What does that mean? Well, imagine that you could directly receive Facebook statuses on Twitter, or even liking and commenting a YouTube video using your Tumblr account: that’s what the Fediverse is! You have a Pixelfed account? Ok, I don’t use Pixelfed but I can follow you from Mastodon! A friend of mine doesn’t like Mastodon and prefers the more Facebook-like Friendica instead? No problem: he can follow me from Friendica and we can both write to and interact with each other, while staying each one on the platform that we prefer!

Remember, however, that the Fediverse is constantly evolving and therefore not everything always works right already. Some things may work differently than you would like, and the people carrying out their development may not be able to fix them on the fly, or to add features that you prioritize over others. Work is in progress, in short, and so it is not surprising that you will have to make some compromises.

The logos of many FOSS social network platforms before a background representing a universe (the Fediverse).

Decentralized and federated

Most commercial social platforms are centralized. This means that for each of them there is a single central authority that manages and controls everything technically, legally, and commercially, and that sets a single policy for all of its users.

If you want to interact with a Twitter account, for example, you have no other way but to open an account on yourself, accepting its terms and conditions.

A graphical representation of a centralized network: in the center is the Twitter logo surrounded by many dots, each of which represents a user and is connected to the central logo by straight line segments.

Mastodon, on the other hand, is a galaxy of independent, decentralized social networks called Instances, each with its own server, community, policy and terms of service.

A graphical representation of four decentralized networks: four Mastodon logos, representing as many Instances, each surrounded by some dots representing users, that are connected to the logo they surround by straight line segments.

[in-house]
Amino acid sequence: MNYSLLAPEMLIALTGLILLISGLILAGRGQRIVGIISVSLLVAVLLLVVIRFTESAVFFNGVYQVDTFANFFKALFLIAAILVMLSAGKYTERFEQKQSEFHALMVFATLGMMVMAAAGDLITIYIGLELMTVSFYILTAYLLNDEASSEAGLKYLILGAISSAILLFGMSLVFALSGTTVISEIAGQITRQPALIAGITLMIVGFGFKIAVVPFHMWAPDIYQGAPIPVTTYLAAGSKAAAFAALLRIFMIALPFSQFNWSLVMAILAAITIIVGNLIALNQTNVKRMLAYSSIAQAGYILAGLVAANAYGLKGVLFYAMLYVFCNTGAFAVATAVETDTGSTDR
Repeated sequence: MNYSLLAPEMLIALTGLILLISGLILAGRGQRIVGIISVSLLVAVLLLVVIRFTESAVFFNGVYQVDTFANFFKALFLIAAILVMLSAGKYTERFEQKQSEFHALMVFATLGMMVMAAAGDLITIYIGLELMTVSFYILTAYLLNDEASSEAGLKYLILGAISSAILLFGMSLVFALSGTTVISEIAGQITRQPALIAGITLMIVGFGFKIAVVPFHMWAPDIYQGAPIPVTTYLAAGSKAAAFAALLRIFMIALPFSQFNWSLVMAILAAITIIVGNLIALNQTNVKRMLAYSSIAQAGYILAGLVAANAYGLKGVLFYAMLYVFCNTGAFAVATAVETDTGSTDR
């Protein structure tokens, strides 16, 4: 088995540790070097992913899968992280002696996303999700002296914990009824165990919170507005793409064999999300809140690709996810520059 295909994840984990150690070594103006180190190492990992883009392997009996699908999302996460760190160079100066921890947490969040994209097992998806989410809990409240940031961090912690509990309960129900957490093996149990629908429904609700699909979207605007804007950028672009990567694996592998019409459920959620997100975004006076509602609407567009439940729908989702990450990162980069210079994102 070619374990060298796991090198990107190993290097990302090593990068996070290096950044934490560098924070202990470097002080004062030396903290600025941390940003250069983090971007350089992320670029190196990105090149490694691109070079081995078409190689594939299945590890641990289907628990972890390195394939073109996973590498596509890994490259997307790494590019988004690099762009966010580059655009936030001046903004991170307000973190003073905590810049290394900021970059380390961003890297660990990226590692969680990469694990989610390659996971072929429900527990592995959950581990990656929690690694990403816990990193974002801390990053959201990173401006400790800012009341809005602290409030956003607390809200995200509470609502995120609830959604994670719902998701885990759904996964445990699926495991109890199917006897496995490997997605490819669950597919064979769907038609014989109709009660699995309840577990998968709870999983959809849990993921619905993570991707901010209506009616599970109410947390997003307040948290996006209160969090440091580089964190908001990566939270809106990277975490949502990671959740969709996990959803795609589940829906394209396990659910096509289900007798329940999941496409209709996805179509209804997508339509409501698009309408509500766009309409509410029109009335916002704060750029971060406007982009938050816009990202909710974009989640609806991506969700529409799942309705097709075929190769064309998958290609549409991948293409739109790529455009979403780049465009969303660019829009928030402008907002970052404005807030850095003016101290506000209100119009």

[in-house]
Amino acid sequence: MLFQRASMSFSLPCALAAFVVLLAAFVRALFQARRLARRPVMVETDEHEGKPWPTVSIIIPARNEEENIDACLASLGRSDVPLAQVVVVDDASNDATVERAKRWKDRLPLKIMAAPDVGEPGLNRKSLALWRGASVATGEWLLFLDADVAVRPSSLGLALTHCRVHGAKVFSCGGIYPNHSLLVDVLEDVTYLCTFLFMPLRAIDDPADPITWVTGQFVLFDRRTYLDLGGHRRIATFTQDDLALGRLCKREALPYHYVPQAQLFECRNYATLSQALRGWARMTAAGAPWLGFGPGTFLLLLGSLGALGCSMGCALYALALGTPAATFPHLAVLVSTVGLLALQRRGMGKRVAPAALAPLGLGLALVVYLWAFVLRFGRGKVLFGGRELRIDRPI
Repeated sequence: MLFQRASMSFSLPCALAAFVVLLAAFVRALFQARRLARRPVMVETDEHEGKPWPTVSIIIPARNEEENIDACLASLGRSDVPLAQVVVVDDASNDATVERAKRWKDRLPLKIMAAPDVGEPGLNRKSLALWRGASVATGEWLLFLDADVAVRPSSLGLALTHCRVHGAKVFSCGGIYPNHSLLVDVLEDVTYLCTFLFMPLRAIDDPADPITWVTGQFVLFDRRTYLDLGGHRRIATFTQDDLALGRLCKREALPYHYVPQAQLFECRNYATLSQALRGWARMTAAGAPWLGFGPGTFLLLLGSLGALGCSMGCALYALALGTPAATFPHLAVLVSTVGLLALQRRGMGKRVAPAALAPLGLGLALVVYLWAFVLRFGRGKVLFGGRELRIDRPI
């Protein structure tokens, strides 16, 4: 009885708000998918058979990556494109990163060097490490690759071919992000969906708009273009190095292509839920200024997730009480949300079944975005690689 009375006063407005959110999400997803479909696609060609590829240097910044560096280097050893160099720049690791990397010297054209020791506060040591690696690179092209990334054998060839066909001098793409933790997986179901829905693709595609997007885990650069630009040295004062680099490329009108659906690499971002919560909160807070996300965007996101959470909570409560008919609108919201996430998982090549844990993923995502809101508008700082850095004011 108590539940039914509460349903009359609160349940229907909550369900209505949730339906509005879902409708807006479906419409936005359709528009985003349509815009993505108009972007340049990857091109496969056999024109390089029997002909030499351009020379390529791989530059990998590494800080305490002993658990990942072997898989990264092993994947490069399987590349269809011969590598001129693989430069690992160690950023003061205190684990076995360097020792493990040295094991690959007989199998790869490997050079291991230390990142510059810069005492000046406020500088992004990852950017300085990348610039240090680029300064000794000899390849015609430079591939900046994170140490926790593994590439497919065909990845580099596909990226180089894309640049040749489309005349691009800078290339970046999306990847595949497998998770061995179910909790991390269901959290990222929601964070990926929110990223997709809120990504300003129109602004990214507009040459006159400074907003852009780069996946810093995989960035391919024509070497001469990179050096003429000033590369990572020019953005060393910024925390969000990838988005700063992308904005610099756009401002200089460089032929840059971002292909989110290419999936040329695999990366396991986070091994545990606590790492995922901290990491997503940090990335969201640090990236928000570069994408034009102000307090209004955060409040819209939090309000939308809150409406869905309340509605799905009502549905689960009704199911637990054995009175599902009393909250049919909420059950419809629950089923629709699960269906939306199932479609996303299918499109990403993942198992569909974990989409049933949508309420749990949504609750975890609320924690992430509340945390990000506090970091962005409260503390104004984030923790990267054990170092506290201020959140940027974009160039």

But Mastodon is also federated! This means that all of these social networks can interact with each other (though they are not obliged to).

A graphical representation of a federated social network: there are four Mastodon logos, representing as many Instances, each surrounded by some dots representing users, that are connected to the logo they surround by straight line segments. Each Mastodon logo is also connected to each other by a curved line segment.

How federation works (theory)

A newly created Instance is open to connections with other Instances, but is not immediately connected (“federated”) with any of them, so initially people using it will only be able to interact among themselves.

Graphical representation of the Mastodon Galaxy. Several Mastodon logos represent individual Instances. They are in scattered locations and of different sizes. Some are connected with others (connections are represented by lines), forming three separate networks. In one corner is an Instance separate from all others and named “My Instance”.

The moment a person on your Instance creates a connection with a person on another Instance or vice-versa (more on how this happens later), all the people using the same Instance as you will be able to interact with the person on the other Instance.

Same graphical representation as in the previous image. Now, however, from “My Instance” starts a previously absent line that connects it to one of the Instances that is part of one of the three already described networks.

The person on the other Instance reblogs and interacts with the posts of other people they are in contact with, whether they are on your Instance or others. All these interactions are visible to people who, from your Instance, are followers of the person on the other; these people, in turn, can take part in these interactions and create new ones. Thus the number of connections between previously unknown people and Instances begins to grow (this is what federating means).

Same graphical representation as in the previous image. Now, however, many lines depart from “My Instance” that connect it to all the Instances in the network that the Instance with which the first connection occurred is part of. The other two networks remain separate.

Any user of any Instance can create a new connection with any other Instance.

Same graphical representation as in the previous image. Now, however, “My Instance” is part of the network with which it had begun to federate, and even more lines connect it to other Instances in that network. At its edge, however, a line representing a connection links a small Instance of the network we are now part of with an Instance that is part of one of the two previously isolated networks.

Basically, the more you interact with people who are on other Instances, the larger the network of your Instance becomes, until it forms a giant federated network consisting of a huge number of independent Instances. Your Instance’s federated network, however, will probably never cover the entire Mastodon Galaxy, but only a part of it. How far it will stretch depends on how active the people on your Instance are: the more connections you make with different and distant Instances, the wider your network will be.